- Option 3: Start with a proven AI technology that is provided in a SaaS model by companies such as ciValue that focus on the FMCG domain and have a good understanding of the nature and the challenges of this specific industry. Any industry has unique points and a good understanding of the business is a must for the creation of an optimal solution.
In this three-part series, I will explain how we at ciValue have solved some of the unique challenges of FMCG retailers. To make this practical rather than theoretical, I will discuss these challenges using the example of building a recommendation for a Shopping List. A recommendation list is a common functionality in many FMCG online portals and from my assessment on how this is typically done it is clear that there is lots of room for improvement by using ML technology.
What is a Shopping List and why is this an interesting problem to solve using a machine learning?
It is not by chance that online shopping in grocery is lagging behind in comparison to many other retail categories. Many shoppers that tried purchasing online for the first time ended up having a bad shopping experience.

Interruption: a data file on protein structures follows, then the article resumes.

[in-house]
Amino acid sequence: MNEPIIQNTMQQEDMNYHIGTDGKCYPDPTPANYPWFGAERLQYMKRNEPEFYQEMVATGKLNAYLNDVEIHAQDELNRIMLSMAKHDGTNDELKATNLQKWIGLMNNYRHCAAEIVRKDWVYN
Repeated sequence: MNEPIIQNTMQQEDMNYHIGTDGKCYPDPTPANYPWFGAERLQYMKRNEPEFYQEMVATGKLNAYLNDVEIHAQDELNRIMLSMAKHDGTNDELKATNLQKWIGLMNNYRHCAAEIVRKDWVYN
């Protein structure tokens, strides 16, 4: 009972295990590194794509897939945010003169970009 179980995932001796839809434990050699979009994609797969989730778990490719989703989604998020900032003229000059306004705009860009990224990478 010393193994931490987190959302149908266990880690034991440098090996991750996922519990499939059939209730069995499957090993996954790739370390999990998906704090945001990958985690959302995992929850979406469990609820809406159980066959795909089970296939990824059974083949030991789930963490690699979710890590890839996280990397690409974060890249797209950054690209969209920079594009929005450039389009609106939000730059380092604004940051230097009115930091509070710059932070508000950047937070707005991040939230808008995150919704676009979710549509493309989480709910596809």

Indeed, it is very hard to replicate the shopping experience of a visit to a traditional supermarket. In a typical visit to the supermarket, the shopper has to select a basket of 20 to 40 items out of assortment of 10,000 to 100,000 SKUs. To support this need, the store layout has been refined over decades of experience. The store is designed to be easy to navigate, to enable shoppers to make quick decisions and to make it easy for people to find what they are looking for. The setup of a supermarket lets customers see all the main categories while walking the aisles. It also makes it easy to find alternative products if your favorite brand is out of stock or to show complementary products to encourage an unplanned purchase. It is also very rare that a customer will leave a supermarket with an empty basket, even when she can’t find everything she had in mind.